“Does this tree like clay soil?”
A question we sometimes loathe. A more appropriate question is, “How well does this tolerate clay soil?” We have a lot of clay soil here in Iowa, and sometimes that clay is covered by a nice foot or more of lush topsoil. Ah, what privilege! For others, (those of you in newer construction areas), all but a few inches of topsoil have been graded away through construction processes, meaning mucky, heavy clay is lurking one shovel scoop away. There are ways to work around clay.
With vegetable gardens or flower beds, you can improve soil structure and texture by adding organic materials like compost, mulch, leaves…etc. Just keep adding these year-to-year, and in time, you will see an improvement.
“Should I add some gravel, or sand when planting a tree to improve drainage?” NO. A tree’s roots spread very far and wide, so it is nearly impossible to amend the entire area where it will grow. Adding lighter materials, such as, peat moss, sand, or fancy ‘tree planting soil’ (sold at other retailers) to the planting hole, is not recommended either. The University of Minnesota has done extensive research on the topic, and have concluded that adding gravel to the soil will only make the problem worse because it creates a perched water table. Imagine digging a hole with hard clay and adding gravel at the bottom. It will pull more water out from the nearby soil, which will collect into the hole making it even wetter than before. Plus, over time, the clay particles will filter into the gaps in the rock allowing even more moisture to sit.
When considering light soil additives, your tree roots might be happy for a while in the light soil, but will not want to spread and break into the clay. Your best option is to dig a wide hole, score the sides of the hole with a shovel and backfill with the existing soil, taking care to break up/loosen the soil as you fill in the hole.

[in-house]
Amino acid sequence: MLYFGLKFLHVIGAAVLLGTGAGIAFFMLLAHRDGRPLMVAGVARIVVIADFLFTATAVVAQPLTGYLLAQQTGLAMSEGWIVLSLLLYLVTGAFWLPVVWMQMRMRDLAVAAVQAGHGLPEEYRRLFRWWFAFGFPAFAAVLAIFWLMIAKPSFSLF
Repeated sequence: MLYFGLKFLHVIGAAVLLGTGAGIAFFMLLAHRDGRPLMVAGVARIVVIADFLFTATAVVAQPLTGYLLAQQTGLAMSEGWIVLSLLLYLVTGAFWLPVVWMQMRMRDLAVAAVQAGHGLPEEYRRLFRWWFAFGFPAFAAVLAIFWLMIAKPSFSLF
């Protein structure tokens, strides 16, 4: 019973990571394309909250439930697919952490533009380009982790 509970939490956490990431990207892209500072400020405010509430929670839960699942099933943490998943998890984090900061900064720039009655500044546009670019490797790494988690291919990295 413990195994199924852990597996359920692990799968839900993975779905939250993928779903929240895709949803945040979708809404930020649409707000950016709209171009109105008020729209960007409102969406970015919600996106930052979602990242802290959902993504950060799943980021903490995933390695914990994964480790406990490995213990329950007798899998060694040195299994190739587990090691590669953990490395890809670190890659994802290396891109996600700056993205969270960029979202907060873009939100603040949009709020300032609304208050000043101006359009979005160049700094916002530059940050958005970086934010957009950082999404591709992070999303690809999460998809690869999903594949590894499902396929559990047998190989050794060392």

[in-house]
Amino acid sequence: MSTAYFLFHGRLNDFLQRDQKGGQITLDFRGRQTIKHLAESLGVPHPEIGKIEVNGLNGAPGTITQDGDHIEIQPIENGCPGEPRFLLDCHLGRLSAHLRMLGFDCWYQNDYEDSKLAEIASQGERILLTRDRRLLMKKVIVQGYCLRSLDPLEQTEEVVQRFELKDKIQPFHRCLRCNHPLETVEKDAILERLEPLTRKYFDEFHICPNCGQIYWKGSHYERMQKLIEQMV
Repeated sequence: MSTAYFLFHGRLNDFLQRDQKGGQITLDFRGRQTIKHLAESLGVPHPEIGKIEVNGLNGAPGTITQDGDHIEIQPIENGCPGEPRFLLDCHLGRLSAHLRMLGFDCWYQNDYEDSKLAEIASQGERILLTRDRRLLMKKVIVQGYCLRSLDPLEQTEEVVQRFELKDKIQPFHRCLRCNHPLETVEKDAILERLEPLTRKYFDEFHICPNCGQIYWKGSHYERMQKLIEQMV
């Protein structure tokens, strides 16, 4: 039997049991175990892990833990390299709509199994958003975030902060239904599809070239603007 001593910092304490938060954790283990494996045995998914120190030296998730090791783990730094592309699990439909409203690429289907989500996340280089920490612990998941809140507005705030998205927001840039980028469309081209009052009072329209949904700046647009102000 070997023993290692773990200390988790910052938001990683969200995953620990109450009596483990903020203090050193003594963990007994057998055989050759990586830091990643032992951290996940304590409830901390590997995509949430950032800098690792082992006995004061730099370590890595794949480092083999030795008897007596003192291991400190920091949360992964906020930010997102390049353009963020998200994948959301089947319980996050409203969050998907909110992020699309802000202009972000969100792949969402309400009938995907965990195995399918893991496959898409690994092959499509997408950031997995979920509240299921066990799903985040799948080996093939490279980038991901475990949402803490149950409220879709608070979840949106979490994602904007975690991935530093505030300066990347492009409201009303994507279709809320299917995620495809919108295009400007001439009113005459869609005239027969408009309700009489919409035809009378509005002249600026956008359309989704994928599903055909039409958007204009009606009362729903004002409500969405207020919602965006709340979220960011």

More tips for planting in clay:
- Clay soil does not drain well and is often water-logged, so avoid overwatering. Before watering, dig down a few inches into the soil to gauge moisture levels.
- Plant on the high side- It’s never good to plant trees and shrubs too deep, especially in clay soils. Raise the rootballs 1-3 inches above grade when planting in heavy soils. This is particularly true of evergreens, which don’t like soggy soils. If an evergreen has to go in a clay area be sure to plant them on the high side.
- Clay soils are often alkaline (high pH). PH levels determine the availability of nutrients that a plant can absorb. Certain species can develop nutrient deficiencies, like iron chlorosis, which is often seen on Pin Oaks and River Birch, but can be present in many other species. Here is a link to learn more about chlorosis. There are many reasons why leaves turn yellow, so we suggest that if you suspect you have a problem, to have your soil tested first before treating your tree. Iowa State University performs soil tests.
Bentley Ridge Trees & Shrubs with good tolerance for clay soil
Bentley Ridge Perennials with good tolerance for clay soil
Bentley Ridge Trees & shrubs with medium tolerance for clay soil
Horticulturist, Bentley Ridge Tree Farm